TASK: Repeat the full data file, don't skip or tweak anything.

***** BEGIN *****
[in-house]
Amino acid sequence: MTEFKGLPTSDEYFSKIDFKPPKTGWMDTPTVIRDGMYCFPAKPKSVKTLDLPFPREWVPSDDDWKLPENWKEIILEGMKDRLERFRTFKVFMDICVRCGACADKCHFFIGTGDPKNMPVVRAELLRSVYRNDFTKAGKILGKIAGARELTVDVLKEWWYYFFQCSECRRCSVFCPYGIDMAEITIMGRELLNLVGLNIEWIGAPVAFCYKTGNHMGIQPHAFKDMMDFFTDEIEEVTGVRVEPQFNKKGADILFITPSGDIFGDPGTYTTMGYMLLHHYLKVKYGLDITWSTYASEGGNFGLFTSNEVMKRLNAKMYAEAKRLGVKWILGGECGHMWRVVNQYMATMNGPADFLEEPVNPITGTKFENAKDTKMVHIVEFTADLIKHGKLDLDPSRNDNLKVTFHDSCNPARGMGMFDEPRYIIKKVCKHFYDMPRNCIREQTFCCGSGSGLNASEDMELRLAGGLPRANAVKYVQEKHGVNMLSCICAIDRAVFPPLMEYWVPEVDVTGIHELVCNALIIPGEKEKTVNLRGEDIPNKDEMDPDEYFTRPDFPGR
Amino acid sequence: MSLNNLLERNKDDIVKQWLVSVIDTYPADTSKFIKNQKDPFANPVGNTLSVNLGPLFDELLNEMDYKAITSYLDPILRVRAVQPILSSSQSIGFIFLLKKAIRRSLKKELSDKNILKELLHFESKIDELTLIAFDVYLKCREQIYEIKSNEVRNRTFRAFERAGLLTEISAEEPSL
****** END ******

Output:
[in-house]
Amino acid sequence: MTEFKGLPTSDEYFSKIDFKPPKTGWMDTPTVIRDGMYCFPAKPKSVKTLDLPFPREWVPSDDDWKLPENWKEIILEGMKDRLERFRTFKVFMDICVRCGACADKCHFFIGTGDPKNMPVVRAELLRSVYRNDFTKAGKILGKIAGARELTVDVLKEWWYYFFQCSECRRCSVFCPYGIDMAEITIMGRELLNLVGLNIEWIGAPVAFCYKTGNHMGIQPHAFKDMMDFFTDEIEEVTGVRVEPQFNKKGADILFITPSGDIFGDPGTYTTMGYMLLHHYLKVKYGLDITWSTYASEGGNFGLFTSNEVMKRLNAKMYAEAKRLGVKWILGGECGHMWRVVNQYMATMNGPADFLEEPVNPITGTKFENAKDTKMVHIVEFTADLIKHGKLDLDPSRNDNLKVTFHDSCNPARGMGMFDEPRYIIKKVCKHFYDMPRNCIREQTFCCGSGSGLNASEDMELRLAGGLPRANAVKYVQEKHGVNMLSCICAIDRAVFPPLMEYWVPEVDVTGIHELVCNALIIPGEKEKTVNLRGEDIPNKDEMDPDEYFTRPDFPGR
Amino acid sequence: MSLNNLLERNKDDIVKQWLVSVIDTYPADTSKFIKNQKDPFANPVGNTLSVNLGPLFDELLNEMDYKAITSYLDPILRVRAVQPILSSSQSIGFIFLLKKAIRRSLKKELSDKNILKELLHFESKIDELTLIAFDVYLKCREQIYEIKSNEVRNRTFRAFERAGLLTEISAEEPSL